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By Compiled from wire service reports by Stephanie Cook and Steven Savides / November 21, 2001



The trade deficit narrowed by a record amount in September to $18.7 billion, as huge payments by foreign insurance companies for the Sept 11 terrorist attacks offset a rise in the deficit in manufactured goods. The Commerce Department said the September deficit was the lowest in 30 months and the 31 percent decline from the August level was the biggest one-month improvement on record. So far this year, the total trade deficit is running at an annual rate of $345 billion, much narrower than last year's record imbalance of $375.7 billion.

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Visiting a Washington-area interfaith charity, President Bush announced more than $1 billion in federal grants to organizations that help the homeless, and encouraged private charitable giving during the holiday season. The funding initiative is part of an existing program run by the Housing and Urban Development Department.

Considering a massive post-war assistance program to Afghanistan, 21 nations and the European Union assembled at the State Department. Secretary of State Colin Powell launched the conference, sponsored by the US and Japan, saying reconstruction must begin quickly, as areas of the country are freed from Taliban control. He said the onset of winter underscored the need for prompt relief for people in need.

A sample taken from a plastic evidence bag containing a still-unopened letter to Senator Patrick Leahy (D) of Vermont contains enough anthrax spores for more than two lethal doses, a federal law enforcement official said. There were three times more anthrax spores in the single sample than in any of the other 600 bags of mail examined by the FBI before it found the Leahy letter. Investigators are looking into the possibility that the letter was misrouted initially, resulting in anthrax contamination at a State Department mail facility.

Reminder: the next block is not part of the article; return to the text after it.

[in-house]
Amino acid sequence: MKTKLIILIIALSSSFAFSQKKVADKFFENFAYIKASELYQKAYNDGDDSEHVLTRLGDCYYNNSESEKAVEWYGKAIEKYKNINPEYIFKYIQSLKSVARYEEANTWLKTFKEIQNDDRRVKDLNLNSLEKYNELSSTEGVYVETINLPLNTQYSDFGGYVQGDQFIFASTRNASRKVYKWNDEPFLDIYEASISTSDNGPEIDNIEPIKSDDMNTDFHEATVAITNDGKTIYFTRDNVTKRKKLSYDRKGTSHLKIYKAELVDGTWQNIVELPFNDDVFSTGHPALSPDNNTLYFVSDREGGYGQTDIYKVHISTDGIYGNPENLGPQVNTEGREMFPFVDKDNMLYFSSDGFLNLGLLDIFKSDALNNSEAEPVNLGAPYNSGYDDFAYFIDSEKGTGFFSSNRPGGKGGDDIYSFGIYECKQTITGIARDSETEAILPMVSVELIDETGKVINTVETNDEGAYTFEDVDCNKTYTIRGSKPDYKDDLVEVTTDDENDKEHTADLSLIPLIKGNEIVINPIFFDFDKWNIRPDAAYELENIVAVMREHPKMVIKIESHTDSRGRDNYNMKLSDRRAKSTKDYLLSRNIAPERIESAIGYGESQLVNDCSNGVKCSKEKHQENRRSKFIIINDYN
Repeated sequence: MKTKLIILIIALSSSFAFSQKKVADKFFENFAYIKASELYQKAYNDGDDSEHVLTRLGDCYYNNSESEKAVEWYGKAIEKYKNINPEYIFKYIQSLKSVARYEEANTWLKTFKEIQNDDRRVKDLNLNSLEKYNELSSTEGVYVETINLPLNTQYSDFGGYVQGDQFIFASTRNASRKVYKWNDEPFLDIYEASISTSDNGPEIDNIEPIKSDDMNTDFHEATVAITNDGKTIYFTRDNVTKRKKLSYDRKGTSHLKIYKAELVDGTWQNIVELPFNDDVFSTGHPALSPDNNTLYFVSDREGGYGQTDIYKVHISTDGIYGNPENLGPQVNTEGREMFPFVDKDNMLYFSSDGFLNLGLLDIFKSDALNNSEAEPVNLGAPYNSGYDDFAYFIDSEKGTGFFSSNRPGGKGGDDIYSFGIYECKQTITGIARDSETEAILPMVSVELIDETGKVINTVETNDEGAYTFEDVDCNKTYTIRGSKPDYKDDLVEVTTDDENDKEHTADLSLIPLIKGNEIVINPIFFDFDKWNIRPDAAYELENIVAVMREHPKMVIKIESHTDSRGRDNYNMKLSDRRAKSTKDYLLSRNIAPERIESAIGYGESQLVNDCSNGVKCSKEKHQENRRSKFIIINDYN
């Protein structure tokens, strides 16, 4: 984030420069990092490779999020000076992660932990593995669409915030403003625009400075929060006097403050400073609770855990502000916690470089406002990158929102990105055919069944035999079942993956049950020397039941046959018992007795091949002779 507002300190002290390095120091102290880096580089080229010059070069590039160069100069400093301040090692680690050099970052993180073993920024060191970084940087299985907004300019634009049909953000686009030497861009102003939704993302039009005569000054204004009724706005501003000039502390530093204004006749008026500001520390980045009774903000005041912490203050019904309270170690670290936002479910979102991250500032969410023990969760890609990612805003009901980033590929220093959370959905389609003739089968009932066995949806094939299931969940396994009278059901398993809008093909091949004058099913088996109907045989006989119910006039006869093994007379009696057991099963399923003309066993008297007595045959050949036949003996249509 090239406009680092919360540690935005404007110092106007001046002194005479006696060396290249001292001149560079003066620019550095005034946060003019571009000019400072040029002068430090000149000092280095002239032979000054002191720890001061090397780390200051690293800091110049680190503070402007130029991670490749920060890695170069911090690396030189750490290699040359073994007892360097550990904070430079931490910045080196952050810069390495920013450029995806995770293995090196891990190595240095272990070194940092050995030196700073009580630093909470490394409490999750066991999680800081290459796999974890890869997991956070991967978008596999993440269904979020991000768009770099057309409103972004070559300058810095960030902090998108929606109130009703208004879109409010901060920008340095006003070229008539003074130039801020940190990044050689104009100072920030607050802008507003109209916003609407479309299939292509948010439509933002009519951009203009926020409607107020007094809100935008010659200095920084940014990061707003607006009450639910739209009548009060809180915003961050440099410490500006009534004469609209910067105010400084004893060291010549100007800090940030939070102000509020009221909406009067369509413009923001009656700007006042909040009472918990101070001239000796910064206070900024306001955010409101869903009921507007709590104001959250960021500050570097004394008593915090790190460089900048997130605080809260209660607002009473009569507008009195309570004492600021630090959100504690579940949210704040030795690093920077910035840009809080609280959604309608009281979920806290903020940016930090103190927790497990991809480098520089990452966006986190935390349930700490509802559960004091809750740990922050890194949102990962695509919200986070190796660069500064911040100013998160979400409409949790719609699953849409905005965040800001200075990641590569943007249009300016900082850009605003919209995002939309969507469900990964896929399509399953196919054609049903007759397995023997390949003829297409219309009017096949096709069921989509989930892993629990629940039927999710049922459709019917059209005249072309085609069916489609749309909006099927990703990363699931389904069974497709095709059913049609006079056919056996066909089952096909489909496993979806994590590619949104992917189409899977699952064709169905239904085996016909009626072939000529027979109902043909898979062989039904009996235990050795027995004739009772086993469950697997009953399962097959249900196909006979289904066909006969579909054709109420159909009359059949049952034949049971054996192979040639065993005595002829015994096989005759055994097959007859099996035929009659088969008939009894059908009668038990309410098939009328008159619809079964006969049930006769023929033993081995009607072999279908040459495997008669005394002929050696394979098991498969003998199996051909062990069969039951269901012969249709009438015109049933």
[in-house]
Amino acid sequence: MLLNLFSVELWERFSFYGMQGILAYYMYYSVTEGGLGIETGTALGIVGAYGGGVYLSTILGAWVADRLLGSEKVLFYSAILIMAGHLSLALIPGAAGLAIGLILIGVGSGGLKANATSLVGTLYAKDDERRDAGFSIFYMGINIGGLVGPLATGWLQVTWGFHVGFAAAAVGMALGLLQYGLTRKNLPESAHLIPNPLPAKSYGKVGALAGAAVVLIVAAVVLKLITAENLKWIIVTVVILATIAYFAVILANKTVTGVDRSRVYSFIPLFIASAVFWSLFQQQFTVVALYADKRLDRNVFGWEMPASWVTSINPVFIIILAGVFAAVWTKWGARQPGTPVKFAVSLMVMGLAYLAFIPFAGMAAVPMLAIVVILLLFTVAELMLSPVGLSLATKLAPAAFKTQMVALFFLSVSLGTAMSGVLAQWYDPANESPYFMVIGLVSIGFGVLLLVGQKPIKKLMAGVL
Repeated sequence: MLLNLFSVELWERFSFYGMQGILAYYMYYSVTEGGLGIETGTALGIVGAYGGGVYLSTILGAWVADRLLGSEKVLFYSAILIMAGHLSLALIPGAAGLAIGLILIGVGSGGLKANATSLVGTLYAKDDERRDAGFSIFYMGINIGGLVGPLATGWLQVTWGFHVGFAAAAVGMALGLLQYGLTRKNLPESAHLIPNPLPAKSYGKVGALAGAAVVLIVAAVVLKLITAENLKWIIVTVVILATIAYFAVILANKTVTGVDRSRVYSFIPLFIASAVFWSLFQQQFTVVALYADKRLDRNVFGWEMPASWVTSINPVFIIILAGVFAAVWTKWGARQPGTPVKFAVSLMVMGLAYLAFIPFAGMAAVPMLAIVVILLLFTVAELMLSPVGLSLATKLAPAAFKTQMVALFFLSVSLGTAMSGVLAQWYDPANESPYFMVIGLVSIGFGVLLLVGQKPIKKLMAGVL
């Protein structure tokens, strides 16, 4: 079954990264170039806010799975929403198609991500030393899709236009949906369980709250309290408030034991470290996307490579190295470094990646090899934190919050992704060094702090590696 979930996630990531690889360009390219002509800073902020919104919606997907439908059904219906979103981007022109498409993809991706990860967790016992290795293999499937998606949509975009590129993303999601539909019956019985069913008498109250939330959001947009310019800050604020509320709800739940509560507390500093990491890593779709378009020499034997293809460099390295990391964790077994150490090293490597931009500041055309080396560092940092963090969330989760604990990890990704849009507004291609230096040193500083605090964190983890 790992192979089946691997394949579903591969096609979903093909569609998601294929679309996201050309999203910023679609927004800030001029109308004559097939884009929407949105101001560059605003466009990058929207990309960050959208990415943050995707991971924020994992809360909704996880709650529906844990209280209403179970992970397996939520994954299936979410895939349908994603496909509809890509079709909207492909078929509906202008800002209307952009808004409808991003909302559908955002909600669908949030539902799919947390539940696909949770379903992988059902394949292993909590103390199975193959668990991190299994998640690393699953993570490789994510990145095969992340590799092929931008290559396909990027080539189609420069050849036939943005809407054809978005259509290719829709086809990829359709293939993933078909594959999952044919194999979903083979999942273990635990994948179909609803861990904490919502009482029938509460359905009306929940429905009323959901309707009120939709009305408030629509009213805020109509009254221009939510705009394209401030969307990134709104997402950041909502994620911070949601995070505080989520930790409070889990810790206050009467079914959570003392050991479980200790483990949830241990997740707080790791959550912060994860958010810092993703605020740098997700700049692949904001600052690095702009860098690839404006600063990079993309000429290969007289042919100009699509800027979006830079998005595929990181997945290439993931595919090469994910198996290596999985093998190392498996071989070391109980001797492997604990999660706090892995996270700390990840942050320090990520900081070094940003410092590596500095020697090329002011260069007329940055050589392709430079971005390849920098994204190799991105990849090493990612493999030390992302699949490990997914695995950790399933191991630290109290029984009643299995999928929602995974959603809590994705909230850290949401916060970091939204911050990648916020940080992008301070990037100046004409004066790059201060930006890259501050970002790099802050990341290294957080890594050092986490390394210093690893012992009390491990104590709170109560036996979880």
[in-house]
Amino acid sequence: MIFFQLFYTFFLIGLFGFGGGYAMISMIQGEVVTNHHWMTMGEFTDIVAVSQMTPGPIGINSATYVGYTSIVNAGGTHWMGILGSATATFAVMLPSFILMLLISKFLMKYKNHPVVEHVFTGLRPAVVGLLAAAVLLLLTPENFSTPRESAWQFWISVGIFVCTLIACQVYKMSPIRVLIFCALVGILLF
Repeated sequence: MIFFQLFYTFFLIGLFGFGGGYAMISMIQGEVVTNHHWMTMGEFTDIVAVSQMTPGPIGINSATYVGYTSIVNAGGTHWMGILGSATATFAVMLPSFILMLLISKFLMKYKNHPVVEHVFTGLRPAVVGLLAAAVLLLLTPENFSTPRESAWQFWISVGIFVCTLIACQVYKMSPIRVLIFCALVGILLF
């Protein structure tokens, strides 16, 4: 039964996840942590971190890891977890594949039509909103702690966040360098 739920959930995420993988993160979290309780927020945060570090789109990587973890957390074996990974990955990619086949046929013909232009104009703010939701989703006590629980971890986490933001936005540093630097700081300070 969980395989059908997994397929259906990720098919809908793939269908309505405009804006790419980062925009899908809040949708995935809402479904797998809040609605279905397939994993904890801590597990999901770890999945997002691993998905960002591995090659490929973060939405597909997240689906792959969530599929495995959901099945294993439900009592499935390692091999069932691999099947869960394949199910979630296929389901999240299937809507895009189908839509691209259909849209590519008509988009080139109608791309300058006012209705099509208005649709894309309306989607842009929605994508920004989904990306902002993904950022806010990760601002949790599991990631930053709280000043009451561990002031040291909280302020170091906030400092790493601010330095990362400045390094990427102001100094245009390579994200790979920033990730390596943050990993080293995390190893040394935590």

Air travel is expected to be down at least 15 percent this Thanksgiving, due largely to the weakening economy and travelers' fears after terrorists attacked key US landmarks on Sept. 11 using commercial passenger jets, industry experts said. The American Automobile Association expects a record 87 percent to drive, up from 83 percent the year before. (Story, page 1.)

Microsoft is nearing an unusual, billion-dollar deal that would settle a raft of private antitrust cases, sources said. The company, which agreed to settle a three-year-old case with the Justice Department earlier this month, is hatching a deal with class action attorneys that would require it to provide free software and computers to more than 14,000 of the poorest US schools over five years.

Only 1 in 5 high school seniors has a solid grasp of science and only half know the basics, the National Assessment Governing Board has found after evaluating some 46,000 students in 40 states. Twelfth graders who took the 2000 National Assessment of Educational Progress scored, on average, three points lower than those taking the test in 1996. Separately, good news for the nation's educators came from the National Board for Professional Teaching Standards, which announced that a record 6,500 teachers had earned the profession's highest credential - National Board Certification. (Story, page 4)

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